From only-in-the-South cooking to some of the best brews and wines of our times, Arkansas is packed with flavor. Spirits are not just for the holiday season in The Natural State. One of the little-known facts about Arkansas: it’s the oldest wine-producing state in the South.
Back in 1880, European families settled in the Arkansas River Valley, attracted by its fertile, sandy soil and moderate climate. Two were pioneers of the American wine industry: Jacob Post, who came to America in 1872, and Johann Wiederkehr, who immigrated to Altus from Switzerland in 1880. Area conditions reminded them so much of the fine wine-making regions of Germany and Switzerland that they each established vineyards, which became the beginning of a wine heritage and viticulture in Arkansas. Wine was made from grapes, berries and fruit native to their new homeland.
Since those early years, each added new grape varieties and cultivated, improved and expanded their vineyards. Today, fourth and fifth generations of these two families, plus Robert Cowie and Audrey House, have contributed to making Arkansas the largest and oldest wine-producing state in the South. Paris, Ozark, Wiederkehr Village and Altus are located in Arkansas Wine Country, near where the Arkansas River winds between the Ozark Mountains and the Ouachita Mountains.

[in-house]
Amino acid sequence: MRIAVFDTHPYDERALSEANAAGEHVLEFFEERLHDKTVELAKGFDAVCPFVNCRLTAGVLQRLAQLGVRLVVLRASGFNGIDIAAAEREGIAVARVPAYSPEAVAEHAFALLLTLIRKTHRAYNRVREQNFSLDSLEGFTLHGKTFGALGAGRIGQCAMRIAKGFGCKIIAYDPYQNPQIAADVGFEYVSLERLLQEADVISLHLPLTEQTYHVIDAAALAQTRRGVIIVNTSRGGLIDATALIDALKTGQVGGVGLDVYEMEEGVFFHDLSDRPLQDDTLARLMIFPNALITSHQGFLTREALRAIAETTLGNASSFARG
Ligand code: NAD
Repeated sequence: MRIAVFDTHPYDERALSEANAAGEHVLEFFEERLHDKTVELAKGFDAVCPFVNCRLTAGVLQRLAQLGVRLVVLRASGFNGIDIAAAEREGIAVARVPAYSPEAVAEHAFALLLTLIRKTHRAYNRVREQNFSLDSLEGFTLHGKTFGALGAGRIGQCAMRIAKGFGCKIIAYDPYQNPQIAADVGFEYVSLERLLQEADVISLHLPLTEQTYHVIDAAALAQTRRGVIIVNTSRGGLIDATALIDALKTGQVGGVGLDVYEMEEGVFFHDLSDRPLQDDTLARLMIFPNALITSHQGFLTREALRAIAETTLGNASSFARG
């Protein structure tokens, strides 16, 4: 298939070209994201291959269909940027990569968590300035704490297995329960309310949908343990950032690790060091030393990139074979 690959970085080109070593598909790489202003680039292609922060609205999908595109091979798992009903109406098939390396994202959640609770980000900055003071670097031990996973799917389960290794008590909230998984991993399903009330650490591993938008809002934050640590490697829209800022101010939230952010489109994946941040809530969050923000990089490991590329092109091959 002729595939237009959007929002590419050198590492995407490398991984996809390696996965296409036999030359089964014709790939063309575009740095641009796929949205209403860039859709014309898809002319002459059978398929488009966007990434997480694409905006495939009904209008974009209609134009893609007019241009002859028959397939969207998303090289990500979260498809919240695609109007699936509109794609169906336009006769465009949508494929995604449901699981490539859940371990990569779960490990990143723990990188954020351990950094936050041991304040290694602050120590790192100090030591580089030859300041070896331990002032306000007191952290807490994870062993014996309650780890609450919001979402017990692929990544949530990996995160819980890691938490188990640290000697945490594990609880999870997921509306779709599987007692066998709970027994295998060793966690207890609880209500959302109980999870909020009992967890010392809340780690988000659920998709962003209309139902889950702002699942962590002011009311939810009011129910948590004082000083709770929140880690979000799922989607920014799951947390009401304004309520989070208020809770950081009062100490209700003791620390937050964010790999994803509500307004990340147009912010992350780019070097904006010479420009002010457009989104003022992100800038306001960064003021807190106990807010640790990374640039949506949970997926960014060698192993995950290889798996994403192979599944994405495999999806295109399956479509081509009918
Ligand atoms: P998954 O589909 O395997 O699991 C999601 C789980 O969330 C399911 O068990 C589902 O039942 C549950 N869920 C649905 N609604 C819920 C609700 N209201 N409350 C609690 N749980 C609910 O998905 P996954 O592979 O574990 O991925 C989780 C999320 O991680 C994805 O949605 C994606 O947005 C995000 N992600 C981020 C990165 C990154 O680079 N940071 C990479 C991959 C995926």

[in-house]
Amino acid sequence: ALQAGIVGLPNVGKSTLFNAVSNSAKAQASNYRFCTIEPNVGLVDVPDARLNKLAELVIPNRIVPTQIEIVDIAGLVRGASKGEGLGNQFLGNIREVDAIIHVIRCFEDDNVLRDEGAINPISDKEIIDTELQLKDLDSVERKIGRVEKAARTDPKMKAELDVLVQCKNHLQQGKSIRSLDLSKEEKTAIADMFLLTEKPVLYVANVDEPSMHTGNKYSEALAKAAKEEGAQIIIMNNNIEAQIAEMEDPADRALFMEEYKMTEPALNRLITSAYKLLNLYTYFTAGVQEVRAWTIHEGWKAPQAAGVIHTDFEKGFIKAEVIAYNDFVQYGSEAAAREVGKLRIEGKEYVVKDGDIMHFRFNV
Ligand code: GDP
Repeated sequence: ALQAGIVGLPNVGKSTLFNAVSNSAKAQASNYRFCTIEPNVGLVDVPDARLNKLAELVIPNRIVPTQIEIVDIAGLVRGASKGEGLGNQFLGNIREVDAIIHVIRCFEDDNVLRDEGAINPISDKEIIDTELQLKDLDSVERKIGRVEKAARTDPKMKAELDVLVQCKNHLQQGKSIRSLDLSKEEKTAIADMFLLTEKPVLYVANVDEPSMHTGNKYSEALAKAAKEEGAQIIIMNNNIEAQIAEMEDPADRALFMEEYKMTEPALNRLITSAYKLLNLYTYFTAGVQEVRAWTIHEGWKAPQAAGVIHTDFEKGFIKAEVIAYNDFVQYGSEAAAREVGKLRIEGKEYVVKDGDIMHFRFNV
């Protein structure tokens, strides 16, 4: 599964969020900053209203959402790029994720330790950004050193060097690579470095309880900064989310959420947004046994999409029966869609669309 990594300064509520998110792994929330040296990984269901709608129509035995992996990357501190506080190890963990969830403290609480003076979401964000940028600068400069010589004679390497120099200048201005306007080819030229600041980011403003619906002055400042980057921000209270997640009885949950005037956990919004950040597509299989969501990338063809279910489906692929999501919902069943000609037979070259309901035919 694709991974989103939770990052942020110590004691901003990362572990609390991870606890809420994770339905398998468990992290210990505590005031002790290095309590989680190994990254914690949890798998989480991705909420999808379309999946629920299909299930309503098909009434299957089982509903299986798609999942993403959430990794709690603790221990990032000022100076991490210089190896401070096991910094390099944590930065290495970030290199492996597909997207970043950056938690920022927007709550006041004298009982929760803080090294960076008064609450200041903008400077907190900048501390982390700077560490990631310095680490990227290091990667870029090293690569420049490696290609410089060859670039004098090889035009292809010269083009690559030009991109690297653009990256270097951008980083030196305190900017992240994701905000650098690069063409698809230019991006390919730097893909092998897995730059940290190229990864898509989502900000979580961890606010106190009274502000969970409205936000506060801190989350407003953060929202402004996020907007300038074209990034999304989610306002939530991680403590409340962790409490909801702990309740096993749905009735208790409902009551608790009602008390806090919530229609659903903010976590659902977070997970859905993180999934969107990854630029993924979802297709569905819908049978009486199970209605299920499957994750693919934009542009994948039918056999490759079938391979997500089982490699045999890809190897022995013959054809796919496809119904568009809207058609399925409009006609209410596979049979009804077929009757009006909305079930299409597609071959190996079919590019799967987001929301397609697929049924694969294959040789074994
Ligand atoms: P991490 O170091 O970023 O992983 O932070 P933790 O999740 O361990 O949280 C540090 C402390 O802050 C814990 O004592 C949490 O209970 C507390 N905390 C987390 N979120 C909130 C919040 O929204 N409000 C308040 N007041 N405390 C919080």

No matter where you stay and play in Arkansas, you’ll find celebrations of our state’s bounty and diverse cultural heritage in food, wine and community events. Southern festivals and cook-offs are abundant, giving residents and visitors the opportunity to sample local favorites or showcase their cooking talents.
Praise the purple hull pea at the annual July festival in Emerson. Don’t miss the World’s Championship Steak Cook-off in Magnolia each May. Tout the tomato at the Pink Tomato Festival in Warren. Salute spinach in Alma. Glorify the grape at annual festivals held in Altus, Wiederkehr Village and Tontitown. Marvel at the melons during Hope’s annual Watermelon Festival. Rallies for rice, one of Arkansas’s largest crops, are held in Weiner and Hazen.